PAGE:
So, here are a few tips that I’ve learned about how users search for their libraries:

Sometimes users will search for the system; sometimes they’ll search for the branch

If you look at your website stats, I’ll bet any money that your top searches will be for “library” “[city name] library” “library [city name]” and so on.   The next bunch (I bet) will be “http://name library.”

But let’s go even further, if someone is searching for a branch, they may be looking for a specific service or event at this branch.    If this is the case, you want to be sure they don’t have to look for you.

Solution(s):

  • For one, you want to have a page for each of your branches with the branch name in the <title> tag.   Make sure basic location, hours and etc. are on this page.  That will make sure people find your site when they search for a specific branch.
  • If you have a database of programs & events, make sure you have a way to feed upcoming programs to specific branch pages.    If not, make sure you have a link to events from each branch page.
  • Make sure you have locations mentioned (in text or as image names) when you promote specific programs on your front page.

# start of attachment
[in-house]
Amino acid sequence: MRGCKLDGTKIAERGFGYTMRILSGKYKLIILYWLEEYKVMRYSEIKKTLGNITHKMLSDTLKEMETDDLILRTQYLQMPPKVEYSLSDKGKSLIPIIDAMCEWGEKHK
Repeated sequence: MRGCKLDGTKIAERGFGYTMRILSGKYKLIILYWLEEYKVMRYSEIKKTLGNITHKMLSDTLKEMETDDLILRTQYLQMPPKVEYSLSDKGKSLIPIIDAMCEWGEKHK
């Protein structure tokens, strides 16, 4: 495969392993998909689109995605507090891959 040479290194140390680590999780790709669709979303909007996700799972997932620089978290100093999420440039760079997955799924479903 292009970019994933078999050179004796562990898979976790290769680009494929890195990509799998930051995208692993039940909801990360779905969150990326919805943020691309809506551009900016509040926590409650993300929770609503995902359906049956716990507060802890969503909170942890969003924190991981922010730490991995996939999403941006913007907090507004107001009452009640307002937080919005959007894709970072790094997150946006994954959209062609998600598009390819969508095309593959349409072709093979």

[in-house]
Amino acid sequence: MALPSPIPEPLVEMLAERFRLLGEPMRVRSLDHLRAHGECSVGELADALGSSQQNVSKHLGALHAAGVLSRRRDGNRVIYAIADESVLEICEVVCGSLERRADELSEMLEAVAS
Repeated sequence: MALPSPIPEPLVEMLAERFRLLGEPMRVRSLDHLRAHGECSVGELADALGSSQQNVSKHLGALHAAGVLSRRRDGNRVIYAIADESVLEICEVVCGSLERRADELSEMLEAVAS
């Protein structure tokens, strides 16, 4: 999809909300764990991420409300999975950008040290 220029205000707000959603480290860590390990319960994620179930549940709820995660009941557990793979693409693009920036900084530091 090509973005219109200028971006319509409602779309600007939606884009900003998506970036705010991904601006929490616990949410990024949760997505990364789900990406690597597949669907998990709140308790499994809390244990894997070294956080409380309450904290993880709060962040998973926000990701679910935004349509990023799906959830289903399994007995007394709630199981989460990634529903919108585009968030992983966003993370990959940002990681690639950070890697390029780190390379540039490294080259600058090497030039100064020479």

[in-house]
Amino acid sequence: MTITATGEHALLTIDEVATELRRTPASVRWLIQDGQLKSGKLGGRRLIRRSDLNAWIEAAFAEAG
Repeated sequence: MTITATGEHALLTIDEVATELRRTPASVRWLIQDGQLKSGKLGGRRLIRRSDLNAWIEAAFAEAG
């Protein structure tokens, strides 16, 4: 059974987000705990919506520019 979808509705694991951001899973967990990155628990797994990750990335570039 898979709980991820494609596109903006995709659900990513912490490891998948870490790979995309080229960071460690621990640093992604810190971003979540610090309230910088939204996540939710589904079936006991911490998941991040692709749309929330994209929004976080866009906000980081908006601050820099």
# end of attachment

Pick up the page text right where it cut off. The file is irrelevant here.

Don’t Let Enthusiastic Branding Get in the Way of Common Sense

As companies, like banks and software companies move from names (Hewlett-Packard) to acronyms (HP), so will many libraries.   This is all great and fine, but you want to be sure that your brand does not get in the way of your SEO strategy.    Take the Acronym for Halifax Public Libraries, for instance:  HPL.   “HPL” can refer to any of the following:

  • Hamilton Public Library
  • Halifax Public Libraries
  • Human Performance Lab (at York University)
  • Human Performance Lab (at Calgary University)
  • Human Placental Lactogen
  • Huntsville Public Library
  • High Performance Linpack
  • Hewlett-Packard Labs

If you are ‘the’ HPL (in my case, Hamilton Public Library) then all is fine and dandy.   However, if you are HPL number 4, 5, 6, 7, or 8 — then there is some trouble.      Also, are you sure that it is an acronym that people will type into Google or another search engine when they are searching for you?

Solution:

  • Make sure all images and acronyms have a plain-english explanation for who you are as well.  For one, the title should include the full title of your organization.
  • As a general rule, favor plain language over jargon on your website.   “FindIt” might be great for print promotion on your catalogue, but “search” is what most people look for online.